Sunday, December 05, 2010

City event

Although my normal crosswalk duty is from 7:30 to 8:00 weekday mornings, I was asked to join a city wide event promoting city safety. Yesterday I spent from 12:00 to 6:00 at the city culture center along with nearly 30 other crosswalk guards. I'm still not sure what it was all about.

Instructions were to come fully uniformed about two hours before the event for instructions. Since I am new to the organization I don't know anyone, so I just followed along and copied what everyone else was doing. (More of Tetsu's term... goldfish poop.)

All the of the men guards and a few veteran women guards were given parking lot and roadside duty. I have a feeling the top people had a time figuring out what job to give me.

"Let's see... Tanya has never done this before so we don't want to put her outside directing traffic. She's not so great at formal Japanese so we don't want to leave her in charge of ushering important guests. We can put her at the registration desk but she isn't going to be able to handle all the paperwork. I guess she can hand out fliers."

So I smiled a lot and handed out fliers.

What I thought was a public event (it was) turned out to be attended by the heads of all the neighborhood committees throughout the city and by school principals and PTA presidents. And roll was taken! This means that probably everyone was obligated to attend but not too many were happy about it... I think we had 8 people out of 400 who just walked in off of the street. And when they saw roll being taken they would take a step back and say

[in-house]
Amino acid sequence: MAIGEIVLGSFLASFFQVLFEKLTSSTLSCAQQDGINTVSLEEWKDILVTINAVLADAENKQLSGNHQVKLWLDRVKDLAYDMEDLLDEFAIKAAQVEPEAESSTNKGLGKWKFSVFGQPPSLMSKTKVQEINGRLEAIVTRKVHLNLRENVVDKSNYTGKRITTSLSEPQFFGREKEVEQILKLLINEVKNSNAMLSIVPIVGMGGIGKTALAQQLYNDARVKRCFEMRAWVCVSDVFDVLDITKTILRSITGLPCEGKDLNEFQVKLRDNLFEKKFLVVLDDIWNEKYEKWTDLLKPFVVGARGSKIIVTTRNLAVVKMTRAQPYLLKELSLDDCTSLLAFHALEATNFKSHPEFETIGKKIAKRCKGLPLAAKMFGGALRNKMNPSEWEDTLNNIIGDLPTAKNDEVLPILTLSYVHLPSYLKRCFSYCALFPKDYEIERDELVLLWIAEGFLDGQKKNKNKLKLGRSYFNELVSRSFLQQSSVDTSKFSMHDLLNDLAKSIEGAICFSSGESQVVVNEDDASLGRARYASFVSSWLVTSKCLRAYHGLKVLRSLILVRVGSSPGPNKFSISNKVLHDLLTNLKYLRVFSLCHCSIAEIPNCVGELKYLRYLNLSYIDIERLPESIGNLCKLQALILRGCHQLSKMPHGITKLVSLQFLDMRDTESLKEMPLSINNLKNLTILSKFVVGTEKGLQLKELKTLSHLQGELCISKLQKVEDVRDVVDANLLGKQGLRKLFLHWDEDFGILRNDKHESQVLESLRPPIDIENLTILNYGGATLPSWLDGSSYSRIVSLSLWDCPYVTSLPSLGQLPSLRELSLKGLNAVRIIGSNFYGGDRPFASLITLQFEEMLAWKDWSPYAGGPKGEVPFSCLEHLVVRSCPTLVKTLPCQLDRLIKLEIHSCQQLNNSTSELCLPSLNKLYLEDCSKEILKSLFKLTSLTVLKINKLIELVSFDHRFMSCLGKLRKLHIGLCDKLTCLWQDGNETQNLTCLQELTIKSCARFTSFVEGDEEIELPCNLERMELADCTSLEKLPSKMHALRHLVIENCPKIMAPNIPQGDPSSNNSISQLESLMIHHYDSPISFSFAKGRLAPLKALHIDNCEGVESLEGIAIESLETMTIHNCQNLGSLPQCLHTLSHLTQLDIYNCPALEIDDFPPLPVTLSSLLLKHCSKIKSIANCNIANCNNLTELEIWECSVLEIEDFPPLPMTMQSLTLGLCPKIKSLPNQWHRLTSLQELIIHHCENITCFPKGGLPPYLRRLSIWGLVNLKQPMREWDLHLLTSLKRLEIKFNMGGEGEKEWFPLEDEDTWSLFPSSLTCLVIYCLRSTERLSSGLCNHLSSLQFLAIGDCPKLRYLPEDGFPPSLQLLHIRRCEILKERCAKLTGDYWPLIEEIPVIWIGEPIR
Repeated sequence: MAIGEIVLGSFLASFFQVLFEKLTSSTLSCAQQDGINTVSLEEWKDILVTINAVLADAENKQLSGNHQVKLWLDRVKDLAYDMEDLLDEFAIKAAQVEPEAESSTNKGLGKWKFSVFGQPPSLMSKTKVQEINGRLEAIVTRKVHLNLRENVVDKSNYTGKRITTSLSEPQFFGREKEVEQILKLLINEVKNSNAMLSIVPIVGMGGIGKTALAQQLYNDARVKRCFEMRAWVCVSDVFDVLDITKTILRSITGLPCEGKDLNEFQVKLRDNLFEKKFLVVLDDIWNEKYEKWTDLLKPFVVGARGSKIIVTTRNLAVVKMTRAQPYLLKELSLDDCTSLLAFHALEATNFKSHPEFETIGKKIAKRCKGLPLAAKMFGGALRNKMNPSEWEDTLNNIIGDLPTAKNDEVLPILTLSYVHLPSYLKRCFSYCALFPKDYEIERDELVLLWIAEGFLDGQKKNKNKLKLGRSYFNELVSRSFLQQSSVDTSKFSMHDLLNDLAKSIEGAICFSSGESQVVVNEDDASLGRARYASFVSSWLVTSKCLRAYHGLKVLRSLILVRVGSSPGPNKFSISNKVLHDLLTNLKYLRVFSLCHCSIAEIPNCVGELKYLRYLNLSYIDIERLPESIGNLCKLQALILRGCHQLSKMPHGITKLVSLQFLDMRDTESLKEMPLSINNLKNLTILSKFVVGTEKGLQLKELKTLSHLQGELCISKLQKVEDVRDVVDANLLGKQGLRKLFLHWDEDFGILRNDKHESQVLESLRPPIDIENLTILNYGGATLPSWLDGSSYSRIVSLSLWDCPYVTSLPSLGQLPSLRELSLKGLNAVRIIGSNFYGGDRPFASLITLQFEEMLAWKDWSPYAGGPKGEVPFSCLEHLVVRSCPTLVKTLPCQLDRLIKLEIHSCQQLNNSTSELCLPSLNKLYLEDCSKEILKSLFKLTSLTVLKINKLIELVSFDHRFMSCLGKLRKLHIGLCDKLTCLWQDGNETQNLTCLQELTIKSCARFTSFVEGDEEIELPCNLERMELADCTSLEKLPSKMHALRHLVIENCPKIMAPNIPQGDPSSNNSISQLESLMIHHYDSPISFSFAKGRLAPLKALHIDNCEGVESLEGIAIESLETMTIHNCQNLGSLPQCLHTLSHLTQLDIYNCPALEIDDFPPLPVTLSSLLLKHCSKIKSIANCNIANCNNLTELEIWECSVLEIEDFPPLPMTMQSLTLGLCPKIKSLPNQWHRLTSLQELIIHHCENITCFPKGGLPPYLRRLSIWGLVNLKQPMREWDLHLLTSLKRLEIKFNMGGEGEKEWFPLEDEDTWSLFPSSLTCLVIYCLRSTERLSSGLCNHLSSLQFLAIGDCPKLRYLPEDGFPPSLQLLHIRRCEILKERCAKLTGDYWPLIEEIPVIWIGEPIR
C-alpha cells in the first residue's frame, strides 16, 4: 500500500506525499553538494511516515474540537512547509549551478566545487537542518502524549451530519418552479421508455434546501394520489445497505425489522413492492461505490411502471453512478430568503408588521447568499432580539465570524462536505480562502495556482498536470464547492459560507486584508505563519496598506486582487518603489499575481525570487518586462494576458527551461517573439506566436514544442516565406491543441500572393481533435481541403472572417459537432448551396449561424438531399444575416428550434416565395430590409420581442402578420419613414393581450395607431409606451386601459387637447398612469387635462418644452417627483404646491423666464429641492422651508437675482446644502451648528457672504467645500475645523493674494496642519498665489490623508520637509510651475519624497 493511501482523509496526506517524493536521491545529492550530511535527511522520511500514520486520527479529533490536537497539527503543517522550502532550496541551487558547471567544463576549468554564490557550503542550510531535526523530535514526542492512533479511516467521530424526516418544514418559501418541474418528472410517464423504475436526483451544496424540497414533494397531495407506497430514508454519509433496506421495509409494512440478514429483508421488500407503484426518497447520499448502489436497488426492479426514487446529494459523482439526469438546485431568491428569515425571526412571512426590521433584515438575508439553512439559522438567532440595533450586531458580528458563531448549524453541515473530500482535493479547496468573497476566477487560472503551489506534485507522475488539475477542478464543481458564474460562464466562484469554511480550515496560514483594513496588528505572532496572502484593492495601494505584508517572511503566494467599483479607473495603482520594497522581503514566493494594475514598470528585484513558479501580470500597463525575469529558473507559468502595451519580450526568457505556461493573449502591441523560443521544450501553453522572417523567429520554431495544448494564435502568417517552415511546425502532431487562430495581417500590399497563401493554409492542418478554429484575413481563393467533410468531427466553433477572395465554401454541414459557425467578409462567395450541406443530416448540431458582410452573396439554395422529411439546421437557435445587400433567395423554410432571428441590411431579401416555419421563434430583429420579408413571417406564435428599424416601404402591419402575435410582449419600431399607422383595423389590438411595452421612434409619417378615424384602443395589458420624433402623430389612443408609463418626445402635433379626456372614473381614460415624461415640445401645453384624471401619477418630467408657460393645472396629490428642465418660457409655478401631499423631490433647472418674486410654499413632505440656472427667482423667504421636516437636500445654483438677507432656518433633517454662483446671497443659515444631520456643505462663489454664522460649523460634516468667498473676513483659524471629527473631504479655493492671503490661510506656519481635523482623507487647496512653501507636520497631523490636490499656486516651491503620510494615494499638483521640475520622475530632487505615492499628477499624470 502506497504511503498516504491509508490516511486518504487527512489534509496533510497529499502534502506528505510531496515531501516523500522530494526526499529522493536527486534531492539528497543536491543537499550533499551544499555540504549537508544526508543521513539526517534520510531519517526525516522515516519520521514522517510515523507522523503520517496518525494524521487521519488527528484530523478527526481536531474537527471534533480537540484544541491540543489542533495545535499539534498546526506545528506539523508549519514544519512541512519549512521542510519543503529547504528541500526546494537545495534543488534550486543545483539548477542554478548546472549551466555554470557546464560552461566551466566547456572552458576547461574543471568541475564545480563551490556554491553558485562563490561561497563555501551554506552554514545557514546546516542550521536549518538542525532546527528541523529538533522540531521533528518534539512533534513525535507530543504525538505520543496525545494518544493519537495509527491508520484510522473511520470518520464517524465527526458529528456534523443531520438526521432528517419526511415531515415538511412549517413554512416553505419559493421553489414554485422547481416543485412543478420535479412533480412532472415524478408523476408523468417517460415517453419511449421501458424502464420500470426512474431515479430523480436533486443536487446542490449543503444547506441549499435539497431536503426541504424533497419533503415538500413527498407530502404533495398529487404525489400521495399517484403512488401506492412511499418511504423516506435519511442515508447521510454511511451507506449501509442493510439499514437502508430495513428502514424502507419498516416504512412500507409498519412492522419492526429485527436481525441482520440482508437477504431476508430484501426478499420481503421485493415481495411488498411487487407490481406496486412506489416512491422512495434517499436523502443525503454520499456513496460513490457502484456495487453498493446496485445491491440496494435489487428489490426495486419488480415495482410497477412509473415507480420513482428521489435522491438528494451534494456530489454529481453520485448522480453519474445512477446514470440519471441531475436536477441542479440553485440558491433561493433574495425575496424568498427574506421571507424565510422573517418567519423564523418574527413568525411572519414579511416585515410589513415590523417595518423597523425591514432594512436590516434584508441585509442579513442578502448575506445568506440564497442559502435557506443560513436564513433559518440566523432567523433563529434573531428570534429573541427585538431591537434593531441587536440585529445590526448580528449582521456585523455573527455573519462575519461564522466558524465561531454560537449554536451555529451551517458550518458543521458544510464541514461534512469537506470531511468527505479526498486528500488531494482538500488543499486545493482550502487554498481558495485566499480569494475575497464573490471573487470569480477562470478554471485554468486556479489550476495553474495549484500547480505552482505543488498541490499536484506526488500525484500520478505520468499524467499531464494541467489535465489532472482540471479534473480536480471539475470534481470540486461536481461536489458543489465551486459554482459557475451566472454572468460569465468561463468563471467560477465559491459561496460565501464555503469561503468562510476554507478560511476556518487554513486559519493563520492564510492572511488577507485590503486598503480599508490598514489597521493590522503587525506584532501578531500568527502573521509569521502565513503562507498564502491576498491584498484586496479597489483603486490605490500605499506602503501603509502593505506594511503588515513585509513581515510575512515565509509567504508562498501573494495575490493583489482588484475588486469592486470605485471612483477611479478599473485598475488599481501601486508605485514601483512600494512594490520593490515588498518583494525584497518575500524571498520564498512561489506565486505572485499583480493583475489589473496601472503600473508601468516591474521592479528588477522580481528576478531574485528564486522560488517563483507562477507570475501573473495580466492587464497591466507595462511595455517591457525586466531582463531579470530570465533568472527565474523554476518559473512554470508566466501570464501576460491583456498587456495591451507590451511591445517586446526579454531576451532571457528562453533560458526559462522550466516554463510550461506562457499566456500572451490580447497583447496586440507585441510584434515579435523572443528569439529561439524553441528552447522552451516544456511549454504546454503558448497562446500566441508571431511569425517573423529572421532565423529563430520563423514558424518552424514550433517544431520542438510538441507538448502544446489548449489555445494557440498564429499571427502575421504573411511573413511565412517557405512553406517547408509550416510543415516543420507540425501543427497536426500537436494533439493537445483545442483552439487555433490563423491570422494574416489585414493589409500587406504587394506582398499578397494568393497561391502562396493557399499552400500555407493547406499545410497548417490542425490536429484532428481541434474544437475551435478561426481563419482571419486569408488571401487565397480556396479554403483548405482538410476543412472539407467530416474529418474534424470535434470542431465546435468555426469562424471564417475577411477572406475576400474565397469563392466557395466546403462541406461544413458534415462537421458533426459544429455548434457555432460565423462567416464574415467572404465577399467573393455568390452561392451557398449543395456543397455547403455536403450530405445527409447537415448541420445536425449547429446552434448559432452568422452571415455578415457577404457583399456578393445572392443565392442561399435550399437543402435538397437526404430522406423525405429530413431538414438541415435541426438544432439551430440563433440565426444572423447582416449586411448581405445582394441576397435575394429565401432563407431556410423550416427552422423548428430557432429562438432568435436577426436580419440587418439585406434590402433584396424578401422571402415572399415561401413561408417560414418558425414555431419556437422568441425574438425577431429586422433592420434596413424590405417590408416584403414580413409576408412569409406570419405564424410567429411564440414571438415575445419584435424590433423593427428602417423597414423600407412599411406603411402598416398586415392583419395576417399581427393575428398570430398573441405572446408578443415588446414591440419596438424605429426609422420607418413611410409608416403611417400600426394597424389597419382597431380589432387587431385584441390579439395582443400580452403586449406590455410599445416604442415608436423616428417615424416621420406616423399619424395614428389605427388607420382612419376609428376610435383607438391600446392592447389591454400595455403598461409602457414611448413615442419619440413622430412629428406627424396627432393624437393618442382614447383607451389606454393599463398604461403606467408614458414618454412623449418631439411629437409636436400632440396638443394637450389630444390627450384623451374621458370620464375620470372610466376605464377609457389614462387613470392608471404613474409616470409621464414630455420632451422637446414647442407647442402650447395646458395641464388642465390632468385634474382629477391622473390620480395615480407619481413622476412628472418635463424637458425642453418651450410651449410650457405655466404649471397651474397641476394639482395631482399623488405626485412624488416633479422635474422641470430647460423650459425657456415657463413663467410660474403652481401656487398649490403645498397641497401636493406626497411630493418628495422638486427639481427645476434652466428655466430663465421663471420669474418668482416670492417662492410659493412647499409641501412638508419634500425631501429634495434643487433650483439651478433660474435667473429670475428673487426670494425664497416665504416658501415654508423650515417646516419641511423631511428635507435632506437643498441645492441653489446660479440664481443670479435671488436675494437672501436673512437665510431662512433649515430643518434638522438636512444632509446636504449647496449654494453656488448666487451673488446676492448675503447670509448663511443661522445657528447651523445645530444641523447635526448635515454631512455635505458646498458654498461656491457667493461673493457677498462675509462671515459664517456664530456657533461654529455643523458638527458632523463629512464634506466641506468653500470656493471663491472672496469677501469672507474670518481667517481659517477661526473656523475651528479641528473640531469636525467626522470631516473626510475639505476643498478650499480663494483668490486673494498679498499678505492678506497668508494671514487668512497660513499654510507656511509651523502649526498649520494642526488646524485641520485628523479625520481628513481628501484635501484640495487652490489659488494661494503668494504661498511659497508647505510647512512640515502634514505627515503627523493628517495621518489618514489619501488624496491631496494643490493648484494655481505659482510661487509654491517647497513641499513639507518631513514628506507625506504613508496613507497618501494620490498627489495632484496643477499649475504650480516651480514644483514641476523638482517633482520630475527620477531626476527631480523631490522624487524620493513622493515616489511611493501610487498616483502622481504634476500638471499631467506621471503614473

"Maybe I'm not supposed to be here?"

The first hour of the event was devoted to speeches by different politicians. The mayor was there, a city council member or two... I don't know who else but I have seen their posters up along the streets during election time. And the chief of police gave a speech for public awareness of mafia doings... I didn't know we had a mafia. And another police man gave a speech about the number of traffic accidents just in our prefecture. My prefecture rates second worse in the country... Each of those persons up on the stage, would stand up and bow to the people they were sitting next to and across from (it means "Pardon me for taking my turn."), and then bow to the flag ("I am honored to be Japanese.") and then bow to the audience. After the speech the whole bowing routine again.

It made me think about whether as Americans we do all this acknowledging of others and the flag. Japan doesn't have a pledge of allegiance as America does, but Americans don't go saluting the flag every time they see it either. Japanese will usually bow if they enter a room with a Japanese flag displayed. Even when my kids were doing Judo and Kendo, they were required to bow to the flag every time they entered or left the gymnasium. I got into the habit too whenever I'd go to their meets...

Back to the event... Finally a Japanese comedian gave a 30 minute spiel with safety as his theme. This is called Rakugo and is considered an art. The Rakugo teller can keep an audience laughing just by many play on words and stories using double nuances of Japanese terms and phrases. I have a hard time following all of it but Rakugo masters are considered to be brilliant and are revered. A very "Japanese" form of entertainment with little movement nor props.

As the program wore down we crosswalk people went back out of the auditorium and took up our posts again. A final assembly with words of gratitude for "helping" that day and we were all handed $13 for our time... and three boxes of body warmers for the upcoming cold winter crosswalk duty.

Interesting day from an outsider's point of view. Much too formal for my tastes. Not sure how "necessary" all that time and effort was but the city officials were satisfied.

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